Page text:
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Local News

Santa Barbara City Fire Department Shows Off New Equipment

Largest grant in organization's history pays for purchase of breathing apparatuses

Battling blazes in the city of Santa Barbara is about to become a safer, more-efficient occupation with the addition of brand-new firefighting breathing apparatuses.

The Santa Barbara City Fire Department unveiled its new expensive, donated equipment during a demonstration Thursday afternoon at its downtown training center.

Two firefighters showed off the self-contained breathing apparatus units, donning devices before entering a building filled with artificial smoke billowing from a machine.

All 85 members of the department should have the equipment within the next six to eight months, thanks to a $591,311 grant from the U.S. Department of Homeland Security.

The grant was the largest in department history, and the third one Homeland Security has awarded city fire in the same number of years — bringing the total to more than $1 million, according to Fire Chief Pat McElroy.

Last year, a grant funded a region-wide radio upgrade, and in 2012 the department purchased Plymovent, which captures and removes the diesel created when engines are started up below firehouse living quarters.

The latest tools allow the department to upgrade current breathing apparatuses, which are 20 years old and provide just 30 minutes of oxygen compared to 45 minutes for the new units.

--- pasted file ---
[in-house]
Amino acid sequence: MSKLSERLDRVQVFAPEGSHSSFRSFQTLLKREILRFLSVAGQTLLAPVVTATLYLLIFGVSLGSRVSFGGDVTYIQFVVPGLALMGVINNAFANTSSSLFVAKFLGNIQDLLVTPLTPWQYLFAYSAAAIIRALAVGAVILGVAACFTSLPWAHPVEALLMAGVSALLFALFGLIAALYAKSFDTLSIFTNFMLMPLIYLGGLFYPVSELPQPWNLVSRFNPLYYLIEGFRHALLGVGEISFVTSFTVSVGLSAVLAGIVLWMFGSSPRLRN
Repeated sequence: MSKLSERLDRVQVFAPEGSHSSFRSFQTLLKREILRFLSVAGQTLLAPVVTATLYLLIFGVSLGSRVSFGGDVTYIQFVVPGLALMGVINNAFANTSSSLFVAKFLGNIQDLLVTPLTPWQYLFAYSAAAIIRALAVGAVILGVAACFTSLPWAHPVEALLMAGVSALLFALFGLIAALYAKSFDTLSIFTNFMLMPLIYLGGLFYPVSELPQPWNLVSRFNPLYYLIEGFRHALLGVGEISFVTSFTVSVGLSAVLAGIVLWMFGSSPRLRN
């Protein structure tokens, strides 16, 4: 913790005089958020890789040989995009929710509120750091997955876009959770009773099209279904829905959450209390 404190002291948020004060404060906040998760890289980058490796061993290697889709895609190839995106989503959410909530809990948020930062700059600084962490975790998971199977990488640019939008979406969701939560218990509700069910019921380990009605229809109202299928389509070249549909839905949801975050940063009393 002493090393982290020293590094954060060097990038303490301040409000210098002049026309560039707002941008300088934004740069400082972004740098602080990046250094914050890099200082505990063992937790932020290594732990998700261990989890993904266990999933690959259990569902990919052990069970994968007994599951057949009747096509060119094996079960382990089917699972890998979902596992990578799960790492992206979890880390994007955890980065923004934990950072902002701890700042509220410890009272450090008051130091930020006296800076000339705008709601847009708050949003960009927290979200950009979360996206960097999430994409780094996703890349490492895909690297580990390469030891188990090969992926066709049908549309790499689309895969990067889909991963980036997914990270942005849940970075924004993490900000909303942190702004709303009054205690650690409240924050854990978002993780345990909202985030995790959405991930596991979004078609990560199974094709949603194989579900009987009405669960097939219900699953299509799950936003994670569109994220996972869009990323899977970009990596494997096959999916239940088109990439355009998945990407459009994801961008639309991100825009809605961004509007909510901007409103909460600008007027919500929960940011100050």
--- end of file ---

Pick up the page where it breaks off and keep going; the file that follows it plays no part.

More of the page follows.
Breathing apparatuses should be replaced every 10 years, said Battalion Chief Michael de Ponce, who was recognized for helping secure the grant, along with fellow grant writer Ron Liechti, the department’s administrative services manager.

A $591,311 grant from the U.S. Department of Homeland Security has allowed the Santa Barbara City Fire Department to purchase new breathing apparatuses for its firefighters. (Gina Potthoff / Noozhawk photo)

“It’s an absolute win-win for our firefighters,” Ponce said.

Firefighters wear the units when battling structure fires, vehicle fires, during confined space rescues and hazardous material spills, and in potential hazardous environments.

Rep. Lois Capps, D-Santa Barbara, whose office helped secure the grant, was in attendance, as well as Mayor Pro Tempore Cathy Murillo, who said she hopes firefighters don’t have to use the equipment too often.

In addition to more air time, the new apparatuses better warn firefighters when oxygen is low and emit a chirping sound when someone hasn’t moved in 30 seconds, gradually getting louder the longer a firefighter is still.

Ponce said the communication within the new mask will also be better, and might soon allow in-mask exchanges. Currently, firefighters have to pull out a radio and put it up to their mask to speak to each other.

Noozhawk staff writer Gina Potthoff can be reached at .(JavaScript must be enabled to view this email address). Follow Noozhawk on Twitter: @noozhawk, @NoozhawkNews and @NoozhawkBiz. Connect with Noozhawk on Facebook.

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